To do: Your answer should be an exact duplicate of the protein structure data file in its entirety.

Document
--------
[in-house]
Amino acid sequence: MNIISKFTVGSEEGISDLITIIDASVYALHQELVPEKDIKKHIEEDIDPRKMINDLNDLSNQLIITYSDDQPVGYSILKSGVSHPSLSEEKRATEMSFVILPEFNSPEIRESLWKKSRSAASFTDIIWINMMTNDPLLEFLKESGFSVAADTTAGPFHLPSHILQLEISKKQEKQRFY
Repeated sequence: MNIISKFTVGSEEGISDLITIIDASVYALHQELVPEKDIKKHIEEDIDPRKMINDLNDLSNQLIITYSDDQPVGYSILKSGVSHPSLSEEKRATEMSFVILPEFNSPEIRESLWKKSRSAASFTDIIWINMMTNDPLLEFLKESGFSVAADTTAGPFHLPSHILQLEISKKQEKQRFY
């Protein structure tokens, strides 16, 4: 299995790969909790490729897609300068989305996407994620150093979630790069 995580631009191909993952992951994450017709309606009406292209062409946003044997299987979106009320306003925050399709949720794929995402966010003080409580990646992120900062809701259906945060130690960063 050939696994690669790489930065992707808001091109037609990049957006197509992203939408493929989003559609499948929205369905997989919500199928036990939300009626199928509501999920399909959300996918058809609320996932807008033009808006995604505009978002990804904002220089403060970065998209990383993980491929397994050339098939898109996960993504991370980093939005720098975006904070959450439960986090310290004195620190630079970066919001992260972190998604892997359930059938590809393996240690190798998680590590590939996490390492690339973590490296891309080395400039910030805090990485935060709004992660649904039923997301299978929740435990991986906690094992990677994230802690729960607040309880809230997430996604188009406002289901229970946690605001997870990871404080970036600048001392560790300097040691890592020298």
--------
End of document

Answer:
[in-house]
Amino acid sequence: MNIISKFTVGSEEGISDLITIIDASVYALHQELVPEKDIKKHIEEDIDPRKMINDLNDLSNQLIITYSDDQPVGYSILKSGVSHPSLSEEKRATEMSFVILPEFNSPEIRESLWKKSRSAASFTDIIWINMMTNDPLLEFLKESGFSVAADTTAGPFHLPSHILQLEISKKQEKQRFY
Repeated sequence: MNIISKFTVGSEEGISDLITIIDASVYALHQELVPEKDIKKHIEEDIDPRKMINDLNDLSNQLIITYSDDQPVGYSILKSGVSHPSLSEEKRATEMSFVILPEFNSPEIRESLWKKSRSAASFTDIIWINMMTNDPLLEFLKESGFSVAADTTAGPFHLPSHILQLEISKKQEKQRFY
């Protein structure tokens, strides 16, 4: 299995790969909790490729897609300068989305996407994620150093979630790069 995580631009191909993952992951994450017709309606009406292209062409946003044997299987979106009320306003925050399709949720794929995402966010003080409580990646992120900062809701259906945060130690960063 050939696994690669790489930065992707808001091109037609990049957006197509992203939408493929989003559609499948929205369905997989919500199928036990939300009626199928509501999920399909959300996918058809609320996932807008033009808006995604505009978002990804904002220089403060970065998209990383993980491929397994050339098939898109996960993504991370980093939005720098975006904070959450439960986090310290004195620190630079970066919001992260972190998604892997359930059938590809393996240690190798998680590590590939996490390492690339973590490296891309080395400039910030805090990485935060709004992660649904039923997301299978929740435990991986906690094992990677994230802690729960607040309880809230997430996604188009406002289901229970946690605001997870990871404080970036600048001392560790300097040691890592020298």